ADVERTISEMENT

‘Shark Tank’ Offers Valuable Insight into Marketing, Entrepreneurship

May 2013 Corporate

Of late, I have been quite taken by ABC’s weekly “Shark Tank”.  In this semi-reality show, entrepreneurs heretofore manqués come before an articulate panel of immensely wealthy men and women and try to sell their ideas to the “sharks,” who are ready, willing and able to invest in the entrepreneurial ventures IF the entrepreneurs can pass a rigorous test.

As a student and teacher of marketing, I find great educational value from this program.  In addition, it is highly entertaining.  The show is edited, so not all interactions between the would-be founders and the investors are shown because each presentation has to fit into a specific time frame.

For the most part the presentations by the entrepreneurs are well thought out and highly effective.   Most also have done their homework. Often they present strong industry and market research data.   The sharks ask probing and intelligent questions and eventually weed out the weaknesses in each presentation.  Since the sharks are so wealthy, even if their investment fails, it is merely a “drop in the bucket.”  But, as one shark said recently, “I count my thousands one at a time.”

As a marketing professor, what I like most is a manifestation of what I have been teaching for so many years.  When students and others ask me “What is marketing?” I do not respond with the complicated Kotler definition, which I find pretty meaningless.  I say: “Marketing simply is the ability to properly and accurately address four crucial questions:

  1. Who is the target market?
  2. What are the needs of the target market?
  3. What is the distinctive competency of the product or service?
  4. How do you intend to communication the distinctive competency to the target market?

So simple yet so complicated.  Many budding entrepreneurs are filled with “ideas.”   Of course, ideas are the germ of innovation, but an idea without a plan to make money is useless.  I have often told my students, the difference between an idea and a profit-making business is the difference between an amoeba and a human being.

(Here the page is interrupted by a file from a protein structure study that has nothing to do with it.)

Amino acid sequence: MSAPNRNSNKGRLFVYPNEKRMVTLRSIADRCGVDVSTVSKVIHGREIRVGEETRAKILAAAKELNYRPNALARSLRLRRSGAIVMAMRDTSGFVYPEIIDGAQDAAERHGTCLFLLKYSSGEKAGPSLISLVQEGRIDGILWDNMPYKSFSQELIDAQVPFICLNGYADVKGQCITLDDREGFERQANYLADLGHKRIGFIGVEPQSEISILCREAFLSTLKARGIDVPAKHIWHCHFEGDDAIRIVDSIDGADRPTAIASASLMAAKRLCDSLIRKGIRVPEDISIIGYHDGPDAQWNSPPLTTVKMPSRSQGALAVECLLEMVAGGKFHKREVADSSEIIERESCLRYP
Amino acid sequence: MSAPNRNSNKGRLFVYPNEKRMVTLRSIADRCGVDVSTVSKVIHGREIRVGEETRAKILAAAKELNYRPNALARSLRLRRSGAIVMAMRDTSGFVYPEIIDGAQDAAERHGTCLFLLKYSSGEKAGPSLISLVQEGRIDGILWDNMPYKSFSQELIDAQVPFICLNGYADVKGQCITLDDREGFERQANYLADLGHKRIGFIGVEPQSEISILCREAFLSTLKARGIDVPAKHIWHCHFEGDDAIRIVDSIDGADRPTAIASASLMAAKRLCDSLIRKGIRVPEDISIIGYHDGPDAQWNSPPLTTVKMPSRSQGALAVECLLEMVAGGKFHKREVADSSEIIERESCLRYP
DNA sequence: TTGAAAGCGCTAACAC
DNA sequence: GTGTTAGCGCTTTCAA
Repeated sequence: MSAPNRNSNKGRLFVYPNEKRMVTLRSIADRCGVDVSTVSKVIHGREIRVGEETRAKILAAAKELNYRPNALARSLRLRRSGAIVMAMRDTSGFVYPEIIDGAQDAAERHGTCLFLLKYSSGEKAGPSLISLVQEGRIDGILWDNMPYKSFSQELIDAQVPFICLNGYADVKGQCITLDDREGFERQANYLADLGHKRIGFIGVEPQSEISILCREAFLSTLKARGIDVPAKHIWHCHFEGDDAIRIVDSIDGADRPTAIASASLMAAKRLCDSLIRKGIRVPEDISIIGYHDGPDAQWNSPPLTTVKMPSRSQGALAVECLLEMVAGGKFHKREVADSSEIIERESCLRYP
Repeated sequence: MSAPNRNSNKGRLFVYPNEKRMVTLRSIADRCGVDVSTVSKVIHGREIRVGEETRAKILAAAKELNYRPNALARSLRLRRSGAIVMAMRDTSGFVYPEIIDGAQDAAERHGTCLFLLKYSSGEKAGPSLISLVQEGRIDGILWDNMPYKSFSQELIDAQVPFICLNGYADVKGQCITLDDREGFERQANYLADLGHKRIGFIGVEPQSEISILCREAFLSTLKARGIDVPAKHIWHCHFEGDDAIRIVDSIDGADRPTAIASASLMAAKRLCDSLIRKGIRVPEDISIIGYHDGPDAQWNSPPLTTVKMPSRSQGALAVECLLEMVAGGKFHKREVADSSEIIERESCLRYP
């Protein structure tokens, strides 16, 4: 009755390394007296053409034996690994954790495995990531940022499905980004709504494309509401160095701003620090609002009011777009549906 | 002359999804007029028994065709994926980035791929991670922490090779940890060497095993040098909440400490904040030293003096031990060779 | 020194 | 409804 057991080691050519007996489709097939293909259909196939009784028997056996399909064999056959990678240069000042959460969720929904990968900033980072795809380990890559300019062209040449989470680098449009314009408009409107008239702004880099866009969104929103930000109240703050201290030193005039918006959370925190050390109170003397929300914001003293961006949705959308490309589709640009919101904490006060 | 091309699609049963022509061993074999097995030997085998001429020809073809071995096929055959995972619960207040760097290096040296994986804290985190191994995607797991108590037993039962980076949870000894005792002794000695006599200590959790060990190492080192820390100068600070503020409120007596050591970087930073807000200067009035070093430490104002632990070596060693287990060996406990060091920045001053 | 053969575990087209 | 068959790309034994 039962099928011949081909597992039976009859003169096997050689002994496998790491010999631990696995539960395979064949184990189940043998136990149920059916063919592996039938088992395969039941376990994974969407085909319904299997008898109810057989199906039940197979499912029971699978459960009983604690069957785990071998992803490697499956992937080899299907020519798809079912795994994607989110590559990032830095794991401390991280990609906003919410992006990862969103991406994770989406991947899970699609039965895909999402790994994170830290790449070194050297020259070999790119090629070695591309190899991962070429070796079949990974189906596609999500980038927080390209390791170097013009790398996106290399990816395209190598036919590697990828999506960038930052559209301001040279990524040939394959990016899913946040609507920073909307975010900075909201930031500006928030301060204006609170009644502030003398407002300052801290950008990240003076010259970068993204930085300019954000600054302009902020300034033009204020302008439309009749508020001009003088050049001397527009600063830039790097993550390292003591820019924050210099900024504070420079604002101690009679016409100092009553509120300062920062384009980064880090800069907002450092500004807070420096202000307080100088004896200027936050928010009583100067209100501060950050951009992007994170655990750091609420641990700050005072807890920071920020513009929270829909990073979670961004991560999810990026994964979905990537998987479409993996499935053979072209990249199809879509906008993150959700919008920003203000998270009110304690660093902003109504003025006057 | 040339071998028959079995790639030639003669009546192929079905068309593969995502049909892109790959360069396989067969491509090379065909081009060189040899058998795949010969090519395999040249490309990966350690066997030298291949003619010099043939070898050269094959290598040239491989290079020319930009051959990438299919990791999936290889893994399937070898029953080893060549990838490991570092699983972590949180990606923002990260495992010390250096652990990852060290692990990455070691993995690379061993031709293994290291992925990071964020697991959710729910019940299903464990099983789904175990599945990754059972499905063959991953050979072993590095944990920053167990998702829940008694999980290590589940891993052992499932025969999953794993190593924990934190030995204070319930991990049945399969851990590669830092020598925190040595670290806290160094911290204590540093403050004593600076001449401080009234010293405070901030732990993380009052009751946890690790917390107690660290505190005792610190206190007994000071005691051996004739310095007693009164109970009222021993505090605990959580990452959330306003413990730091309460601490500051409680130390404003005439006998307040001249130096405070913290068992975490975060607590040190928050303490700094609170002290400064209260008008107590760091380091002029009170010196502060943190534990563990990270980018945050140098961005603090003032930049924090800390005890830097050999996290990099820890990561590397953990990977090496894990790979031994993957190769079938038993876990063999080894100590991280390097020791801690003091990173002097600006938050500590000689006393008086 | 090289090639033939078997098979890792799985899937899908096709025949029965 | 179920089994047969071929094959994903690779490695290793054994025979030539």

“Shark Tank” runs weekly on ABC on Friday evenings in the 7-8 pm time slot.  Watch it.  It’s fun.



About the author

James T. Berger, Managing Editor of The Wiglaf Journal, through his Northbrook-based firm, James T. Berger/Market Strategies, offers a broad range of marketing communications, research and strategic planning consulting services. In addition, he provides expert services to intellectual property attorneys in the area of trademark infringement litigation. An adjunct professor of marketing at Roosevelt University, he previously has taught at Northwestern University, DePaul University, University of Illinois at Chicago and The Lake Forest Graduate School of Management. He holds degrees from the University of Michigan (BA), Northwestern University (MS) and the University of Chicago (MBA). Berger is an often-published free lance business writer who has developed more than 100 published articles in the last eight years. For more information, visit www.jamesberger.net or telephone him at (847) 328-9633.

James T. Berger
More by James T. Berger